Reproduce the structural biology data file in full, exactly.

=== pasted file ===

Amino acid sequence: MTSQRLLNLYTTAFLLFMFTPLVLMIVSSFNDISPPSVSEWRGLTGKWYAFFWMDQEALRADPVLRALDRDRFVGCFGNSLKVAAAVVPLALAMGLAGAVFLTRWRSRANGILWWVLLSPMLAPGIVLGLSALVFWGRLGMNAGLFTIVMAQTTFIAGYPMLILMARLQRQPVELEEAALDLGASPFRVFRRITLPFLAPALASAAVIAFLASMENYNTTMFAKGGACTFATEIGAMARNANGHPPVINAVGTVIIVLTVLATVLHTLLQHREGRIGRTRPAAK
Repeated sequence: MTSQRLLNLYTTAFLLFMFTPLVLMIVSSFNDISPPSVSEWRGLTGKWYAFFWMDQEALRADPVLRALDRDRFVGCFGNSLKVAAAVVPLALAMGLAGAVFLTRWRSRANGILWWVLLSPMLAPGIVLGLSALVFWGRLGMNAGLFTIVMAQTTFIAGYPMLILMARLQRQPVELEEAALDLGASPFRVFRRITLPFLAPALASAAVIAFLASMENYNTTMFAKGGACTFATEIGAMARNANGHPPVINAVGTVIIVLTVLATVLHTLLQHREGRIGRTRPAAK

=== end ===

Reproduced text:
Amino acid sequence: MTSQRLLNLYTTAFLLFMFTPLVLMIVSSFNDISPPSVSEWRGLTGKWYAFFWMDQEALRADPVLRALDRDRFVGCFGNSLKVAAAVVPLALAMGLAGAVFLTRWRSRANGILWWVLLSPMLAPGIVLGLSALVFWGRLGMNAGLFTIVMAQTTFIAGYPMLILMARLQRQPVELEEAALDLGASPFRVFRRITLPFLAPALASAAVIAFLASMENYNTTMFAKGGACTFATEIGAMARNANGHPPVINAVGTVIIVLTVLATVLHTLLQHREGRIGRTRPAAK
Repeated sequence: MTSQRLLNLYTTAFLLFMFTPLVLMIVSSFNDISPPSVSEWRGLTGKWYAFFWMDQEALRADPVLRALDRDRFVGCFGNSLKVAAAVVPLALAMGLAGAVFLTRWRSRANGILWWVLLSPMLAPGIVLGLSALVFWGRLGMNAGLFTIVMAQTTFIAGYPMLILMARLQRQPVELEEAALDLGASPFRVFRRITLPFLAPALASAAVIAFLASMENYNTTMFAKGGACTFATEIGAMARNANGHPPVINAVGTVIIVLTVLATVLHTLLQHREGRIGRTRPAAK